Everyone has the right to be protected against illegal searches as per the Constitution’s Fourth Amendment. However, what if circumstances push things closer to the edge? An article by Katya Komisaruk of the Just Cause Law Collective explained:
Search warrants allow law enforcement agents to search a particular place (or vehicle or person) and seize items that might have evidentiary value. To obtain a search warrant, an officer must show a judge that there’s probable cause that a crime has been or is being committed. The officer’s “affidavit,” or statement of probable cause, is usually submitted to the court in writing, but sometimes an officer gives her affidavit orally, usually when calling from a crime scene to request a warrant.
The danger of random searches can strike a chord with Washington State residents as well as with any American. Some of these situations have even resulted in the defendants suing the authorities for unwanted searches. If you have been the subject of an illegal search or seizure and you feel that some corners were cut, a professional such as a criminal lawyer in Tacoma can help you.
One of the most important angles your lawyer can argue is unlawful entry by the police into your premises even before you read the warrant in full. In the article noted above, Komisaruk suggested opening the door if prompted by the officers and close it behind you. Get the warrant from the serving officer and read it on the spot line for line, looking for the subject address, date, the judge’s signature, and details of any items to be searched.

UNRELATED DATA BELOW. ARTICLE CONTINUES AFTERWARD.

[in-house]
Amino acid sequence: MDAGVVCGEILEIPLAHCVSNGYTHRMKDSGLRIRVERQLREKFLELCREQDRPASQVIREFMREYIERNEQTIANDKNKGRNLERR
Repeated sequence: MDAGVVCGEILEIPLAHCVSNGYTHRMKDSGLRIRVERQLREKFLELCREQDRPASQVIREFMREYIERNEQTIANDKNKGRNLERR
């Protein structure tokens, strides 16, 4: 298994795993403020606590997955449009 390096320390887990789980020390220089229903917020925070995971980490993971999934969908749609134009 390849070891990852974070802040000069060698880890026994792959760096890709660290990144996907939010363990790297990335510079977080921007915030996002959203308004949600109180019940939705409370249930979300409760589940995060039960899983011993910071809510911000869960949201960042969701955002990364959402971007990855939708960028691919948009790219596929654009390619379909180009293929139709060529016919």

Washington Superior Court Criminal Rules dictate that the signature must be from a judge whose jurisdiction covers your community. The warrant must be served by a law-enforcement officer named in the paper within ten days of approval by the judge or magistrate. You must be sure that the address listed in the warrant is your real address; if the listed address is wrong and the officers went in anyway, your lawyer can argue that the search team violated your rights.
State law also mandates that any searches should be conducted primarily during daylight hours unless the judge orders a night search (between 10pm and 6am). The warrant itself must list the items to be searched and whether they are evidence of a crime, contraband, or other suspicious items. Taking note of the details of the entire episode will be vital, and you must remain calm.
No one wants to suffer the indignity of an hours-long search that was not done according to procedure. In such a case, a Tacoma criminal defense attorney like Atty. Kim E. Hunter can give you a fighting chance.
(Source: Dealing With Search Warrants, Just Cause)